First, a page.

Revisiting Rational Numbers and Their Decimal Expansions
In Class IX, you studied that rational numbers have either a terminating decimal
expansion or a non-terminating repeating decimal expansion. In this section, we are
going to consider a rational number, say ( 0)
p
q
q
¹ , and explore exactly when the
decimal expansion of
p
q
is terminating and when it is non-terminating repeating
(or recurring). We do so by considering several examples.
Let us consider the following rational numbers :
(i) 0.375 (ii) 0.104 (iii) 0.0875 (iv) 23.3408.
Now (i)
3
375 375
0.375
1000 10
= = (ii)
3
104 104
0.104
1000 10
= =
(iii)
4
875 875
0.0875
10000 10
= = (iv)
4
233408 233408
23.3408
10000 10
= =
As one would expect, they can all be expressed as rational numbers whose
denominators are powers of 10. Let us try and cancel the common factors between
the numerator and denominator and see what we get :
(i)
3
3 3 3 3
375 3 5 3
0.375
10 2 5 2
×
= = =
×
(ii)
3
3 3 3 3
104 13 2 13
0.104
10 2 5 5
×
= = =
×
(iii)
4 4
875 7
0.0875
10 2 5
= =
×
(iv)
2
4 4
233408 2 7 521
23.3408
10 5
× ×
= =
Do you see any pattern? It appears that, we have converted a real number
whose decimal expansion terminates into a rational number of the form ,
p
q
where p
and q are coprime, and the prime factorisation of the denominator (that is, q) has only
powers of 2, or powers of 5, or both. We should expect the denominator to look like
this, since powers of 10 can only have powers of 2 and 5 as factors.
Even though, we have worked only with a few examples, you can see that any
real number which has a decimal expansion that terminates can be expressed as a
rational number whose denominator is a power of 10. Also the only prime factors of 10
are 2 and 5. So, cancelling out the common factors between the numerator and the
denominator, we find that this real number is a rational number of the form ,
p
q
where
the prime factorisation of q is of the form 2n5m, and n, m are some non-negative integers.
Let us write our result formally:
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16 MATHEMATICS
Theorem 1.5 : Let x be a rational number whose decimal expansion terminates.
Then x can be expressed in the form ,
p
q
where p and q are coprime, and the
prime factorisation of q is of the form 2n5m, where n, m are non-negative integers.
You are probably wondering what happens the other way round in Theorem 1.5.
That is, if we have a rational number of the form ,
p
q
and the prime factorisation of q
is of the form 2n5m, where n, m are non negative integers, then does
p
q
have a
terminating decimal expansion?
Let us see if there is some obvious reason why this is true. You will surely agree
that any rational number of the form ,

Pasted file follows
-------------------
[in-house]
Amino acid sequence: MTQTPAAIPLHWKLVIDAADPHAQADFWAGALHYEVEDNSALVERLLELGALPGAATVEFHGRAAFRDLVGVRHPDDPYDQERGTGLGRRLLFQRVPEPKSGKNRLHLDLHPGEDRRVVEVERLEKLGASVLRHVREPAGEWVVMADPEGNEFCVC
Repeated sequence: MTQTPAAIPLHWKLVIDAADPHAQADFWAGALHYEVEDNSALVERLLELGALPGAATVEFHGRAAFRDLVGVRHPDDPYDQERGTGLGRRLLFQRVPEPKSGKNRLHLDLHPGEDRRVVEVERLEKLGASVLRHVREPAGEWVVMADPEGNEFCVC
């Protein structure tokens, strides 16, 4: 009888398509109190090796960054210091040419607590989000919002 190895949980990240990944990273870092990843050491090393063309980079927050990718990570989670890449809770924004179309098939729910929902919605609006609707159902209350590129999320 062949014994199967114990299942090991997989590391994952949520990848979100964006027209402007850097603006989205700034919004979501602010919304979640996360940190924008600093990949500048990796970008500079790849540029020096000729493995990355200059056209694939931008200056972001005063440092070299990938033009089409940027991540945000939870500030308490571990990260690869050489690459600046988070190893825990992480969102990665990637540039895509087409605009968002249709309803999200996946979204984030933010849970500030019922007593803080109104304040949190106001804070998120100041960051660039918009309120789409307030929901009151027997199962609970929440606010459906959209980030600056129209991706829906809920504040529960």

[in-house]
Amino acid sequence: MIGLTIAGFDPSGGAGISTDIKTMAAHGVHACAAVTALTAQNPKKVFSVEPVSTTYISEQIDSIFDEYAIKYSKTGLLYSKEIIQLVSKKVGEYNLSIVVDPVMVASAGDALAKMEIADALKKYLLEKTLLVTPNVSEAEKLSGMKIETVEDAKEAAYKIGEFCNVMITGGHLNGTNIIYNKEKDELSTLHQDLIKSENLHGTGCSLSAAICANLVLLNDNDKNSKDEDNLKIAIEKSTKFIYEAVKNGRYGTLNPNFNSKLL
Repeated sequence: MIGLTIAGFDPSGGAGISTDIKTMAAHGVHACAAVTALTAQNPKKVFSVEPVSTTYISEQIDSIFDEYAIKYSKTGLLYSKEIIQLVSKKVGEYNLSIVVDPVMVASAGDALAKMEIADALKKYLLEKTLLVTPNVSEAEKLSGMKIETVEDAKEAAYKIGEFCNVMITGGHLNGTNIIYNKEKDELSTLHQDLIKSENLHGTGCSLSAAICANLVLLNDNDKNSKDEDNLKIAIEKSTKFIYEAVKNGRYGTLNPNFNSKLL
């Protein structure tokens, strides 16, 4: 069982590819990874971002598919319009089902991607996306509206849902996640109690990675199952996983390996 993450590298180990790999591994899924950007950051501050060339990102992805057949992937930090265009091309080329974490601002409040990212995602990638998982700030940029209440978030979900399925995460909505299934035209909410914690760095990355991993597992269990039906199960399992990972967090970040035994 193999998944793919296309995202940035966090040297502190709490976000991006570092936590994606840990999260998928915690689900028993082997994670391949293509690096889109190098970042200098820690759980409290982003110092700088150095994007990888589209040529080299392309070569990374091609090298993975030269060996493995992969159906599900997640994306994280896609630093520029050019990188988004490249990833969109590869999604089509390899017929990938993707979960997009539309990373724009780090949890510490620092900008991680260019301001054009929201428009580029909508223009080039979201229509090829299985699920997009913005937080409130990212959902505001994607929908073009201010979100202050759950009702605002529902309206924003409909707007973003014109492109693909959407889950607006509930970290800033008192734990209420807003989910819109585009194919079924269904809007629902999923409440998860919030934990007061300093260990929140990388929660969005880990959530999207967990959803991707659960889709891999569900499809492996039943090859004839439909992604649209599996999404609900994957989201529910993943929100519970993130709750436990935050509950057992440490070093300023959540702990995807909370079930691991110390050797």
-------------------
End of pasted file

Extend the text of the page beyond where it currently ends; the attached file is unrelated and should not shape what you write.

a
b
where b is a power of 10, will have a terminating
decimal expansion. So it seems to make sense to convert a rational number of the
form
p
q
, where q is of the form 2n5m, to an equivalent rational number of the form ,
a
b
where b is a power of 10. Let us go back to our examples above and work backwards.
(i)
3
3 3 3 3
3 3 3 5 375
0.375
8 2 2 5 10
×
= = = =
×
(ii)
3
3 3 3 3
13 13 13 2 104
0.104
125 5 2 5 10
×
= = = =
×
(iii)
3
4 4 4 4
7 7 7 5 875
0.0875
80 2 5 2 5 10
×
= = = =
× ×
(iv)
2 6
4 4 4 4
14588 2 7 521 2 7 521 233408
23.3408
625 5 2 5 10
× × × ×
= = = =
×
So, these examples show us how we can convert a rational number of the form
p
q
, where q is of the form 2n5m, to an equivalent rational number of the form ,
a
b
where b is a power of 10. Therefore, the decimal expansion of such a rational number
terminates. Let us write down our result formally.
Theorem 1.6 : Let x =
p
q
be a rational number, such that the prime factorisation
of q is of the form 2n5m, where n, m are non-negative integers. Then x has a
decimal expansion which terminates.
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REAL NUMBERS 17
We are now ready to move on to the rational numbers
whose decimal expansions are non-terminating and recurring.
Once again, let us look at an example to see what is going on.
We refer to Example 5, Chapter 1, from your Class IX
textbook, namely,
1
7
. Here, remainders are 3, 2, 6, 4, 5, 1, 3,
2, 6, 4, 5, 1, . . . and divisor is 7.
Notice that the denominator here, i.e., 7 is clearly not of
the form 2n5m. Therefore, from Theorems 1.5 and 1.6, we
know that
1
7
will not have a terminating decimal expansion.
Hence, 0 will not show up as a remainder (Why?), and the
remainders will start repeating after a certain stage. So, we
will have a block of digits, namely, 142857, repeating in the
quotient of
1
7
.
What we have seen, in the case of
1
7
, is true for any rational number not covered
by Theorems 1.5 and 1.6. For such numbers we have :
Theorem 1.7 : Let x =
p
q
be a rational number, such that the prime factorisation
of q is not of the form 2n5m, where n, m are non-negative integers. Then, x has a
decimal expansion which is non-terminating repeating (recurring).
From the discussion above, we can conclude that the decimal expansion of
every rational number is either terminating or non-terminating repeating.